US claims downed balloon was part of China’s ‘major surveillance program’


After the rescue in the Atlantic Ocean, the remains of the device are in the hands of US intelligence, which believes that Japan, India, Vietnam, Taiwan and the Philippines have also been spied on.

The United States claims that the balloon shot down off the coast of South Carolina on Saturday is, just as the Pentagon thought, a spy balloon. The rescue of the remains from the waters of the Atlantic has made it possible to reveal, according to White House sources, that the device belonged to the People’s Liberation Army and had probably been operating for several years within a “major surveillance program” developed by the Asian giant. .

US intelligence concludes that “what the Chinese have done is take incredibly old technology and basically combine it with modern communications and surveillance capabilities,” government sources have told the Washington Post. Through this system, Beijing would have controlled areas of military or strategic importance in Japan, India, Vietnam, Taiwan or the Philippines. The US government has begun contacting allied countries to inform them of their discoveries. Two days ago, before the military could reach the downed probe, Secretary of State Wendy Sherman met with 150 officials from 40 embassies to brief them on how China is allegedly spying using aerostats.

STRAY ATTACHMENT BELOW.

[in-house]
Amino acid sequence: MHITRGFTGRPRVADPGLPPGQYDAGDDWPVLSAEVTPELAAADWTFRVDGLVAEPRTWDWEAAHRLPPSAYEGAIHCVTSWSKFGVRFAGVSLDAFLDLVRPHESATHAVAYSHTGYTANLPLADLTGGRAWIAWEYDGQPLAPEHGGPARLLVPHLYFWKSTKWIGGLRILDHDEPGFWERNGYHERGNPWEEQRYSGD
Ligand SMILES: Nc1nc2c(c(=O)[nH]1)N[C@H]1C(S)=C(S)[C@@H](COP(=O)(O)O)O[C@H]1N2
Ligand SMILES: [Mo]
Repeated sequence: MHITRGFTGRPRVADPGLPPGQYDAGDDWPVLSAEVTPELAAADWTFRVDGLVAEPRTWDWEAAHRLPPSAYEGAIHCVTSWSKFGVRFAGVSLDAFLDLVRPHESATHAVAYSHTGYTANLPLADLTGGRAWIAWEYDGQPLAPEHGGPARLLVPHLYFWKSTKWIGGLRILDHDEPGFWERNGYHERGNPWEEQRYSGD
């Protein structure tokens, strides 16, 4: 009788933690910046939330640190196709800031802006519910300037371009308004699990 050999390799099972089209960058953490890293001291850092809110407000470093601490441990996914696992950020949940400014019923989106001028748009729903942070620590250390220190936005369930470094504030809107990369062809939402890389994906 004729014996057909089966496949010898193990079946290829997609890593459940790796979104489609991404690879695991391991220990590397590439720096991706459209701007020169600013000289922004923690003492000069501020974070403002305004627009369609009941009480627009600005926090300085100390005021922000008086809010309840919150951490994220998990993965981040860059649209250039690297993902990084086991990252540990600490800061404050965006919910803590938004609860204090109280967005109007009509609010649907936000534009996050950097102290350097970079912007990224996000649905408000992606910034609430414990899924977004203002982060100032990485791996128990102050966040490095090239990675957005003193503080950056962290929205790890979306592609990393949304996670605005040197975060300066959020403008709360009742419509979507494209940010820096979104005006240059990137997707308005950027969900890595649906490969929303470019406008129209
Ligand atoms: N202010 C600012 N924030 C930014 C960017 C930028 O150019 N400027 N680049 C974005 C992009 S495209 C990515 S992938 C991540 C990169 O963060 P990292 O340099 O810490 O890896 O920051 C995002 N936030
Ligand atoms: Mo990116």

The Pentagon believes the Chinese military has a center for launching these balloons at a base on Hainan Island, off the country’s southern coast. This base came to prominence in 2001 when a US spy plane and a Chinese military fighter collided in mid-air, sparking one of the most serious incidents between the two powers in decades. The fighter crashed into the sea, killing the pilot, while the US plane, an advanced electronic surveillance machine piloted by 24 crew members, was forced to land in Hainan. After multiple diplomatic negotiations, the White House – then headed by President Bush – succeeded in getting Beijing to release all crew members, avoiding prosecution for espionage. What the president failed to do was get a delegation of Asian experts to examine his advanced EP-3 Aries II, a naval reconnaissance aircraft capable of mapping vast territorial areas and providing highly detailed information.

Xi Jinping’s government has not commented on US military information about his aerostat. For the past few hours, he has maintained his original version that the device that flew over Alaska, Canada and up to 3,000 kilometers of US territory before the Pentagon shot it down with a missile was actually a meteorological probe. Beijing accuses Washington of vandalizing its property and has claimed the remains of the capsule.

Source: La Verdad


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